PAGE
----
2005
DOI: 10.1016/j.cell.2005.05.029 View full text |Buy / Rent full text
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Abstract: The Wee1 kinase phosphorylates and inhibits cyclin-dependent kinase 1 (Cdk1), thereby delaying entry into mitosis until appropriate conditions have been met. An understanding of the mechanisms that regulate Wee1 should provide new insight into how cells make the decision to enter mitosis. We report here that Swe1, the budding-yeast homolog of Wee1, is directly regulated by Cdk1. Phosphorylation of Swe1 by Cdk1 activates Swe1 and is required for formation of a stable Swe1-Cdk1 complex that maintains Cdk1 in the… Show more

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“…The functional inhibition of Cdk1/cyclin B1 activity by DEDD appears to be specific for mammalian cells, because DEDD (or DEDD homologues) have not been found in databases for lower eukaryotes. This is also consistent with the fact that cell growth before cell division is not significantly affected by the loss of Wee1-related kinases, responsible for phosphorylation of Thr-14/Tyr-15, in higher mammalian cells (4,5,9,10,(14)(15)(16)(17)(18). It is interesting that, in DEDD Ϫ/Ϫ cells, the length was decreased not only in mitosis but also in the G 1 phase (where Cdk1/cyclin B1 is not involved) during cell cycle.…”
Section: Discussionsupporting
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“…The functional inhibition of Cdk1/cyclin B1 activity by DEDD appears to be specific for mammalian cells, because DEDD (or DEDD homologues) have not been found in databases for lower eukaryotes. This is also consistent with the fact that cell growth before cell division is not significantly affected by the loss of Wee1-related kinases, responsible for phosphorylation of Thr-14/Tyr-15, in higher mammalian cells (4,5,9,10,(14)(15)(16)(17)(18). It is interesting that, in DEDD Ϫ/Ϫ cells, the length was decreased not only in mitosis but also in the G 1 phase (where Cdk1/cyclin B1 is not involved) during cell cycle.…”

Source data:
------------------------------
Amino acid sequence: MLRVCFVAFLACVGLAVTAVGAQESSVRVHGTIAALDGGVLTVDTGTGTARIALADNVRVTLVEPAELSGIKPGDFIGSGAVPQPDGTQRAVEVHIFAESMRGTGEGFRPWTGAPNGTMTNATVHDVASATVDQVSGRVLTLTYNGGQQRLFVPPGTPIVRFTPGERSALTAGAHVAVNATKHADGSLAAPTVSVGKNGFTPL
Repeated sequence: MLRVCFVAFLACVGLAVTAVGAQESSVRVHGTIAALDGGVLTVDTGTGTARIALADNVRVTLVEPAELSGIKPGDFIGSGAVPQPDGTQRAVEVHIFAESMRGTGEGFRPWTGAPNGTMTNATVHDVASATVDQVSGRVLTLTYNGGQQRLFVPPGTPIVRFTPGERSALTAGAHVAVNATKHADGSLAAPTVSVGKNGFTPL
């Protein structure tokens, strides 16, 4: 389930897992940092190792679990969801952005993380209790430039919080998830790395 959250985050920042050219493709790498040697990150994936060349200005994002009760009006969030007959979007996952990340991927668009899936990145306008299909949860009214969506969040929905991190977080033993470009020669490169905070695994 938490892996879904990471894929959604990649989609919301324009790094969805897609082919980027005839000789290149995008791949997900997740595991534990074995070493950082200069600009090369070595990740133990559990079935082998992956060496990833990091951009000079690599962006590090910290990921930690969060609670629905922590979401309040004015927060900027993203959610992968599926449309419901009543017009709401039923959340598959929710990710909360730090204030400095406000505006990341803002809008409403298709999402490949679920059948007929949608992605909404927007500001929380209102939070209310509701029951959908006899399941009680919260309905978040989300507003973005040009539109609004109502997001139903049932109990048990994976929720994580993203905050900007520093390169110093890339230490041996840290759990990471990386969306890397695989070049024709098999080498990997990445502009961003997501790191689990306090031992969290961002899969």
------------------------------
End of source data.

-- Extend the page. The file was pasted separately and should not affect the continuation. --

Section: Discussionsupporting
“…In contrast, an inadequate duration before division, due to aberrant phosphorylation of Tyr-15, causes cells to enter mitosis before sufficient growth, resulting in decreased size of the daughter cells (14-17). Interestingly, the loss of Wee1-related kinases, responsible for phosphorylation of Thr-14/Tyr-15, causes premature cell division in yeast, Xenopus, or Drosophila cells, but not in higher mammalian cells (4,5,9,10,(15)(16)(17)(18). This suggests the presence of alternative mechanism(s), which may also influence cell size, particularly in mammalian cells.…”
mentioning
“…Swe1 phosphorylates Cdk1 (encoded by CDC28 in budding yeast) at the tyrosine 19 residue and inhibits its kinase activity (29,31,32); the Mih1 phosphatase removes this inhibitory phosphorylation initiating G2/M cell-cycle progression (26). The Swe1 and Cdk1/Cdc28 kinases operate in an autoregulatory loop in which Swe1 is initially phosphorylated and activated by Cdk1/Cdc28 that is associated with mitotic cyclins; subsequently, activated Swe1 phosphorylates and inhibits Cdk1/Cdc28 (33). The initial phosphorylation of Swe1 is opposed by the protein phosphatase 2A (PP2A) with its catalytic subunits Pph21 or Pph22 and the regulatory subunit Cdc55 (PP2A Cdc55 ), which sets a threshold, limiting the activation of Swe1 by Cdk1/Cdc28 in early mitosis (34,35).…”
mentioning
“…An important and conserved function of the Gin4-related kinases is to promote progression through mitosis via inhibition of the Wee1 kinase, an inhibitor of mitotic progression. Loss of Wee1 causes premature progression through mitosis and reduced cell size in both budding yeast and fission yeast, and the large size of yeast cells that lack Gin4-related kinases is partially rescued by inactivation of Wee1 (Ma et al 1996;Barral et al 1999;Jorgensen et al 2002;Harvey and Kellogg 2003;Harvey et al 2005). However, the mechanisms by which Gin4-related kinases inhibit Wee1 are poorly understood.…”
Section: Gin4-related Kinases Are Required For Nutrient Modulation Ofmentioning